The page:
by Conor Magee MD FRCS.
Specialist Registrar in Oesophago-Gastric Surgery, Phoenix-Health Bariatric Fellow
These short articles will briefly describe the three commonest procedures that surgeons in the United Kingdom use in the treatment of morbid obesity. I hope the article is pitched at a level such that new readers of wlsinfo find it informative without being too complex, and that older hands at wlsinfo may find new nuggets of information that will be helpful.
It is clear from my own readership of the wlsinfo site that there are a lot of very informed members out there, particularly those who have undergone weight-loss surgery. There is a natural tendency for those who have undergone one form of surgery to "champion" it to newcomers to the board; the "bandsters" and "switchers" come to mind. This is encouraging for bariatric surgeons because we know that bariatric surgery is the only effective treatment for morbid obesity.
However, as a bariatric surgeon, I am aware that all operations have both benefits and shortcomings. There is no single operation that is best for all patients. All patients are individuals and it is through expert assessment by experienced bariatric teams that the best operation can be chosen and performed to allow safe, effective weight-loss to take place.
The information contained is a result of my own experiences as a surgeon and research I have carried out. I am grateful to David Kerrigan for his training and insights in this article and to Ken Clare who suggested I write a series of articles.
At the risk of boring those who find this kind of stuff of little relevance, I have hyperlinked a number of recent scientific articles that may be of interest to some readers. The abstracts are freely available but a journal subscription may be required to access the full text.
Any errors are, of course, mine and mine alone.
Obesity is a progressive, debilitating illness that shortens life and is associated with a number of serious medical problems in particular diabetes. Around one fifth of adults in the United Kingdom are thought to be obese, and numbers are increasing.
For most people the gain of a few pounds can be managed by an increase in exercise and mild dietary changes. For people whose weight gain is more significant- a few stones or more- stringent diets and exercise can be beneficial. There are also a number of drugs that can aid weight loss and evidence shows that for groups of people who are self-motivated with regard to exercise and diet and who can tolerate the side-effects of drugs, weight loss can take place. Generally, these measures result in a 10% fall in body weight. If you weigh 15 stone you could lose 1.5 stone, or sometimes more. However, if you weigh 30 stone then a 3 stone loss in weight will still leave you at 27 stone. Still dangerously overweight and at risk of future medical problems.
Weight loss or bariatric surgery is the only proven way of achieving significant, long-lasting weight loss. Losing weight is the most effective way to treat medical problems caused by obesity. Although by no means perfect and not for every one, bariatric surgery works.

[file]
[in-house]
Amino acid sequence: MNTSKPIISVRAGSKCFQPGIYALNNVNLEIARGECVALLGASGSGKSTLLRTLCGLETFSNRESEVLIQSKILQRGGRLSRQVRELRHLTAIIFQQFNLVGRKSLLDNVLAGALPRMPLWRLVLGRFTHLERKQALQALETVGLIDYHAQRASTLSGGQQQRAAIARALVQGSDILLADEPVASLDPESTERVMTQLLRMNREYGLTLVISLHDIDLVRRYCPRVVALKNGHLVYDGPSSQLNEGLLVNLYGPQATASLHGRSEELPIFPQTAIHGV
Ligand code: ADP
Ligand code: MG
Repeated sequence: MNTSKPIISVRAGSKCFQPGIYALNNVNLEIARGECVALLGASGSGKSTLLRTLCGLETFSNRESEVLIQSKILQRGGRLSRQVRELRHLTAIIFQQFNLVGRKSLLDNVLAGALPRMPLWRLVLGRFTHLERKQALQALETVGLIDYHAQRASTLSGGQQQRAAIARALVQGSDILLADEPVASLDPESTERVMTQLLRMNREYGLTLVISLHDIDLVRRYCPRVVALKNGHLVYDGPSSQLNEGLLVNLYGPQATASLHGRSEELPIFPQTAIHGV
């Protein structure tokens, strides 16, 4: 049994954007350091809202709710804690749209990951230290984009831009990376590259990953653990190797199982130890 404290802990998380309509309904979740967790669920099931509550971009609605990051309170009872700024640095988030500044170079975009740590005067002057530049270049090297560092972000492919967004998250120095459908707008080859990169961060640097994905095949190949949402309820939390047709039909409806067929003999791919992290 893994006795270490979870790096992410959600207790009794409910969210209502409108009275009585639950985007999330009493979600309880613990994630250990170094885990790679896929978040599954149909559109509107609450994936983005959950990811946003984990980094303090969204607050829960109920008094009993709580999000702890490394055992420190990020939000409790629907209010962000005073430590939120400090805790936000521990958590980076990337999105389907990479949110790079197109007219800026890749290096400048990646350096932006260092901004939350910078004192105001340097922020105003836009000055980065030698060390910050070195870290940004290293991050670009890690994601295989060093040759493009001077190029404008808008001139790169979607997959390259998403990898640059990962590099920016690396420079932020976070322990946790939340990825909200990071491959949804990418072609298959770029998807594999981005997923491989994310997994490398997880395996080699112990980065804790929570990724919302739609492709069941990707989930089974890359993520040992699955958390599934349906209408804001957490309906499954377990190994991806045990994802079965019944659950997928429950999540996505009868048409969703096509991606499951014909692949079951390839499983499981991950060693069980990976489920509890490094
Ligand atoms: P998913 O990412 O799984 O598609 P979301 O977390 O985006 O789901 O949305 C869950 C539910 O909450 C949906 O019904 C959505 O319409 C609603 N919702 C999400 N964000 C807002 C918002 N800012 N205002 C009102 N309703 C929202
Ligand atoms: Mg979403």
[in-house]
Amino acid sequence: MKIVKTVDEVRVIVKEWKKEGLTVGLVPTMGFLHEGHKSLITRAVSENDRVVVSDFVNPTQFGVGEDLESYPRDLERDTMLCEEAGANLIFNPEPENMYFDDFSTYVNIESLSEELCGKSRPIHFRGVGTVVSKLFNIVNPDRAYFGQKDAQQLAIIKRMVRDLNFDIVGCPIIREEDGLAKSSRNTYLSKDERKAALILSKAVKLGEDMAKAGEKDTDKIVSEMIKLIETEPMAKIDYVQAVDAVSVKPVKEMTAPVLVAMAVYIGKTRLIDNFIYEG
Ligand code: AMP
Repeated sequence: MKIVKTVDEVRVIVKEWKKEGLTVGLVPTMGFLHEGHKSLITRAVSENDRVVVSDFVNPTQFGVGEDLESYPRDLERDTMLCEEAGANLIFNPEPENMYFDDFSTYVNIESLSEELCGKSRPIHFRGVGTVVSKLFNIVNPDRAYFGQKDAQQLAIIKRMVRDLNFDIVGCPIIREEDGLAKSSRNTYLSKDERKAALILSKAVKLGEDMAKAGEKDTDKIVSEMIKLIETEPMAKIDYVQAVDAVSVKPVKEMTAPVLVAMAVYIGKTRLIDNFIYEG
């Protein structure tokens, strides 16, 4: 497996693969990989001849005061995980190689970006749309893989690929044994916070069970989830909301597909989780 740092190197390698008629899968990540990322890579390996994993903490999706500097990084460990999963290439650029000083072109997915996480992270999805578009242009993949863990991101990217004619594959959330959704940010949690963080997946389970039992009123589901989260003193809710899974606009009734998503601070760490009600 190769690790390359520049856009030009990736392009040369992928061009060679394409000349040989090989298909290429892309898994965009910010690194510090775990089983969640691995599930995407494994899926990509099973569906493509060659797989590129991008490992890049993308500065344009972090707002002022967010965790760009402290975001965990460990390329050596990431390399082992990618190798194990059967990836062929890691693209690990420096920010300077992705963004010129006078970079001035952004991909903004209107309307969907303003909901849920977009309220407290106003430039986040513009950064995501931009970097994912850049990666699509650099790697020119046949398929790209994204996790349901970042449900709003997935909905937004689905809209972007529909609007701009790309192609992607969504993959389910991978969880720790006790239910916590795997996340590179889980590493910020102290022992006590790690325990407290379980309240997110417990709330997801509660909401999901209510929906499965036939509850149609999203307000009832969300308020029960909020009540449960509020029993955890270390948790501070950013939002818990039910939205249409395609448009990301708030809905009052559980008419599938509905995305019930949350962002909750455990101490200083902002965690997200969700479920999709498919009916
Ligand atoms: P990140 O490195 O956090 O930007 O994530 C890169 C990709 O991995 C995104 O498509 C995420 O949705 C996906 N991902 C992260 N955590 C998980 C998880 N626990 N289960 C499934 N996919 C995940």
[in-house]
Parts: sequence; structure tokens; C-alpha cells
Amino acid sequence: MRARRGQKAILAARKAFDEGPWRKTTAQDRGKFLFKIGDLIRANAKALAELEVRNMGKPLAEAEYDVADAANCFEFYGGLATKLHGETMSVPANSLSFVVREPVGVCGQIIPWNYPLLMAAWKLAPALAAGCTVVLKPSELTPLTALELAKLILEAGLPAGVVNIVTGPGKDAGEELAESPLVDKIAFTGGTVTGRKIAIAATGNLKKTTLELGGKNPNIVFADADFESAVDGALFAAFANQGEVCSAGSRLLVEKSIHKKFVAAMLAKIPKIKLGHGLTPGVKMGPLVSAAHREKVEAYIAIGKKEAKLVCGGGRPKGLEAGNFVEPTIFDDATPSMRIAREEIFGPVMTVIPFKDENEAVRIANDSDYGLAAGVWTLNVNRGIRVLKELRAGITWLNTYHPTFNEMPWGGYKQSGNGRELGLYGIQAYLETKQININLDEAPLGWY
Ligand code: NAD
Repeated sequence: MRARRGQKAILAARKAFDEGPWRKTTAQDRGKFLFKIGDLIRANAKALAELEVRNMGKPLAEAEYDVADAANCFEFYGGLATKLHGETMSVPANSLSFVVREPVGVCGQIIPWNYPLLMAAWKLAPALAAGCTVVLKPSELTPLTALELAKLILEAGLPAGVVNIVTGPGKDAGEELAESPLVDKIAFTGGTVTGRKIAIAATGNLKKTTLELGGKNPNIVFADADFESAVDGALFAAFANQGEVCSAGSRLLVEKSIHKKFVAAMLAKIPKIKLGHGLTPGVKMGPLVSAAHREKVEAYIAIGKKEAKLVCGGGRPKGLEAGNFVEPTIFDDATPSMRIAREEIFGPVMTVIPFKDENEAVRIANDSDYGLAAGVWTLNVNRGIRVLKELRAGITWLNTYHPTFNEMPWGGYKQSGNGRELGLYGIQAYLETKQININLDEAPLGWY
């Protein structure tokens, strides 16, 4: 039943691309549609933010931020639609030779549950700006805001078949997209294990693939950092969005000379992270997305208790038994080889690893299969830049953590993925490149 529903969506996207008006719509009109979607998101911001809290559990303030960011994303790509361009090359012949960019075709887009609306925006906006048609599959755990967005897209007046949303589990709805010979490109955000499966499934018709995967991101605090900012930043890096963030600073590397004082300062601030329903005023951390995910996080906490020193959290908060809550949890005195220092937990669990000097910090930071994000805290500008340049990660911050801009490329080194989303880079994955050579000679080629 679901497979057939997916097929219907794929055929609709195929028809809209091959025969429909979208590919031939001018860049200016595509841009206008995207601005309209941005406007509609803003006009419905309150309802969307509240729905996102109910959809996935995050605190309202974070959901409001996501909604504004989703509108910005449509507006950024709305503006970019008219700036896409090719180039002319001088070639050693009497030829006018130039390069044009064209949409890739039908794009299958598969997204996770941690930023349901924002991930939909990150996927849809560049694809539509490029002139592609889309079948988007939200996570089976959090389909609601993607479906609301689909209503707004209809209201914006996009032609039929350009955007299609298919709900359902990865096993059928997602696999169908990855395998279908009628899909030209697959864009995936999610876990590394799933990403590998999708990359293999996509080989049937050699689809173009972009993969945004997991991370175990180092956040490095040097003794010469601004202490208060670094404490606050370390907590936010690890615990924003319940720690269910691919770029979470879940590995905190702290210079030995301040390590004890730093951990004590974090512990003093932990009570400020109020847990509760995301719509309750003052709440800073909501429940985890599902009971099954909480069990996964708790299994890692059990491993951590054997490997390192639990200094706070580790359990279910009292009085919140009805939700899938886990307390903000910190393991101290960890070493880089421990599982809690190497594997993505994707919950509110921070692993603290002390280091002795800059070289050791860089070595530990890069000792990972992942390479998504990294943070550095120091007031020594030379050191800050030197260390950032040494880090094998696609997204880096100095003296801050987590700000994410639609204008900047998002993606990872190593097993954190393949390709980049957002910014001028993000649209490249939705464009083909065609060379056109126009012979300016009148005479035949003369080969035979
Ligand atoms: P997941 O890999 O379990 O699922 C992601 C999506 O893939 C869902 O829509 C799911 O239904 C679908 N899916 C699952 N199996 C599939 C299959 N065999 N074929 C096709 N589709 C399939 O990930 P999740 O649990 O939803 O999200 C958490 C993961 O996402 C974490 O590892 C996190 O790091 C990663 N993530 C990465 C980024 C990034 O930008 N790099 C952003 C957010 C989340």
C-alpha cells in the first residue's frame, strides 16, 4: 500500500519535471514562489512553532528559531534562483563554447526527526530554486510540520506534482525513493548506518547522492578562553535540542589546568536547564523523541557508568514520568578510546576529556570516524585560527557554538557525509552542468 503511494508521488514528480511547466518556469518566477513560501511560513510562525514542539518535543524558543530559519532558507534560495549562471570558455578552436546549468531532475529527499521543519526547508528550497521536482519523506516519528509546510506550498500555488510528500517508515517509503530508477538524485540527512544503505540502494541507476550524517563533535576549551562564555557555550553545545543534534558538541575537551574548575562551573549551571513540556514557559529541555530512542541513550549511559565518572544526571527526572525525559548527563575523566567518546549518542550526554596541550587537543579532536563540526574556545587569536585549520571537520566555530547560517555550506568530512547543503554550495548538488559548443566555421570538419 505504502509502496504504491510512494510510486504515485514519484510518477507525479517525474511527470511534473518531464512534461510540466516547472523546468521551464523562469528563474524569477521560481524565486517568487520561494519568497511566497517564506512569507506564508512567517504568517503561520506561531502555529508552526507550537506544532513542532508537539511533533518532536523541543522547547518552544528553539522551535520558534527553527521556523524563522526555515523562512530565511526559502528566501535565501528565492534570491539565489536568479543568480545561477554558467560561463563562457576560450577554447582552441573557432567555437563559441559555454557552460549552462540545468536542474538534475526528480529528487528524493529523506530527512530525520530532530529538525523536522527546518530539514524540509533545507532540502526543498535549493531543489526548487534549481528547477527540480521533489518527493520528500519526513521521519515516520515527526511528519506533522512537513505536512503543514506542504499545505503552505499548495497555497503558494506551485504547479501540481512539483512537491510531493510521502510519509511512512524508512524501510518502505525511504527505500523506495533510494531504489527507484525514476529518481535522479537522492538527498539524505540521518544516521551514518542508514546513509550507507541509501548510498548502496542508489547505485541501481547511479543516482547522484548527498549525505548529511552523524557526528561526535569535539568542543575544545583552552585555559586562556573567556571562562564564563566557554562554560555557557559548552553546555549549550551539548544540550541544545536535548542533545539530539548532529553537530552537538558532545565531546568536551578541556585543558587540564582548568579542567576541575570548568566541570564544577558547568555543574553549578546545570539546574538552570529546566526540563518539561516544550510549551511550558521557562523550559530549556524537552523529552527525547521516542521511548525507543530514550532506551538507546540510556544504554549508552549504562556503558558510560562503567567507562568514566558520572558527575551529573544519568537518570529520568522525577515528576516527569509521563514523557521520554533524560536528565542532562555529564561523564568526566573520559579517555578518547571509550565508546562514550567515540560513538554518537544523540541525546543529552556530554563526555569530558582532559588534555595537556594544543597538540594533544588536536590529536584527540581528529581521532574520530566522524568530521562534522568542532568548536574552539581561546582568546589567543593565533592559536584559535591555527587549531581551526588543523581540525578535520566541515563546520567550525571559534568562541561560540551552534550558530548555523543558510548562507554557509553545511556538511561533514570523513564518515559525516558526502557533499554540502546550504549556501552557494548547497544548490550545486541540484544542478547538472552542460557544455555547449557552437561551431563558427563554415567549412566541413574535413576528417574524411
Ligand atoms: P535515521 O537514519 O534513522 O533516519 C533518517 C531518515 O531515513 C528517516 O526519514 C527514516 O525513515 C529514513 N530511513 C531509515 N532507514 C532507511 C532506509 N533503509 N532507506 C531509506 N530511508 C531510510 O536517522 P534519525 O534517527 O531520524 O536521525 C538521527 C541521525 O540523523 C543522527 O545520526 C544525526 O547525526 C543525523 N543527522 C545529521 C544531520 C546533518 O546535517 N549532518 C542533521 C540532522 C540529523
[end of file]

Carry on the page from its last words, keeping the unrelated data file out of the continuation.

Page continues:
We determine the success of bariatric surgery by looking at the amount of excess weight lost at two years. The excess weight a person carries is the amount of weight they carry in addition to their ideal weight. For example if I weigh 150kg and my ideal weight is 100kg, then the excess weight is 50kg. Now, if I lose weight and now weigh, 110kg I will have lost 40kg. Therefore the percentage of excess weight lost is 40 divided by 50 multiplied by 100- 40/80 times 100= 80%.
Two important trials have shown the clear benefits of bariatric surgery compared to tablets and diet treatment. An Australian trial showed gastric banding patients lost 68% of their excess weight at two years compared to only 18% for the non-surgical patients. A Swedish study showed that after ten years gastric bypass surgery patients maintained an average 25% loss of starting weight, whereas the medically treated patients gained weight!
The benefits of bariatric surgery have been recognised by the United Kingdom government as the best way to treat morbid obesity.
At present there are three operations for morbid obesity. They are the Laparoscopic Adjustable Gastric Band-(LAGB), the Roux-en-Y Gastric Bypass and the Duodenal Switch. It is interesting to note that the media still refer to "stomach stapling" procedures for obesity when the gastric band has no stapling at all! The gastric band is the commonest procedure performed in the United Kingdom, the gastric bypass is performed in much fewer numbers and the duodenal switch is only performed in a handful of centres.
When discussing an operation it is the natural tendency of the surgeon to particularly concentrate on its risks and complications. This is not because of our melancholic nature, but because we know that to achieve the benefits we have to inflict trauma on the patient. The anaesthetic profession refer to surgery as "controlled trauma" with good reason. Any textbook of operative surgery will have a short section on the advantages and benefits of a procedure followed by a much longer section discussing risks, disadvantages and complications. Please do not infer that because I concentrate on the negative side of a particular operation that this means I would not offer or support the use of it! I believe that all the operations discussed here can be excellent options in achieving weight loss, but I also believe the best outcomes depend on using the operation best suited to the individual patient.